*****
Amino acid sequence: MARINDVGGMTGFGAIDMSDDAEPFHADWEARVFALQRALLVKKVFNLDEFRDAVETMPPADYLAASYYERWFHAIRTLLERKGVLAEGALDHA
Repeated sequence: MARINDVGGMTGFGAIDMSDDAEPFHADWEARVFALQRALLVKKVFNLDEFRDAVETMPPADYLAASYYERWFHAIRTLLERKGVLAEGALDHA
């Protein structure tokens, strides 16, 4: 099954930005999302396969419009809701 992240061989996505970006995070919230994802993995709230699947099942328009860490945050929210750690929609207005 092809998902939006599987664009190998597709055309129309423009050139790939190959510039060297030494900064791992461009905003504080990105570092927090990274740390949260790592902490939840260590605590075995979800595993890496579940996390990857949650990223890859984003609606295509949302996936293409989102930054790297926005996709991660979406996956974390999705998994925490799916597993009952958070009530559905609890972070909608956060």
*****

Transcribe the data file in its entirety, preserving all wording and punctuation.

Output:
Amino acid sequence: MARINDVGGMTGFGAIDMSDDAEPFHADWEARVFALQRALLVKKVFNLDEFRDAVETMPPADYLAASYYERWFHAIRTLLERKGVLAEGALDHA
Repeated sequence: MARINDVGGMTGFGAIDMSDDAEPFHADWEARVFALQRALLVKKVFNLDEFRDAVETMPPADYLAASYYERWFHAIRTLLERKGVLAEGALDHA
């Protein structure tokens, strides 16, 4: 099954930005999302396969419009809701 992240061989996505970006995070919230994802993995709230699947099942328009860490945050929210750690929609207005 092809998902939006599987664009190998597709055309129309423009050139790939190959510039060297030494900064791992461009905003504080990105570092927090990274740390949260790592902490939840260590605590075995979800595993890496579940996390990857949650990223890859984003609606295509949302996936293409989102930054790297926005996709991660979406996956974390999705998994925490799916597993009952958070009530559905609890972070909608956060």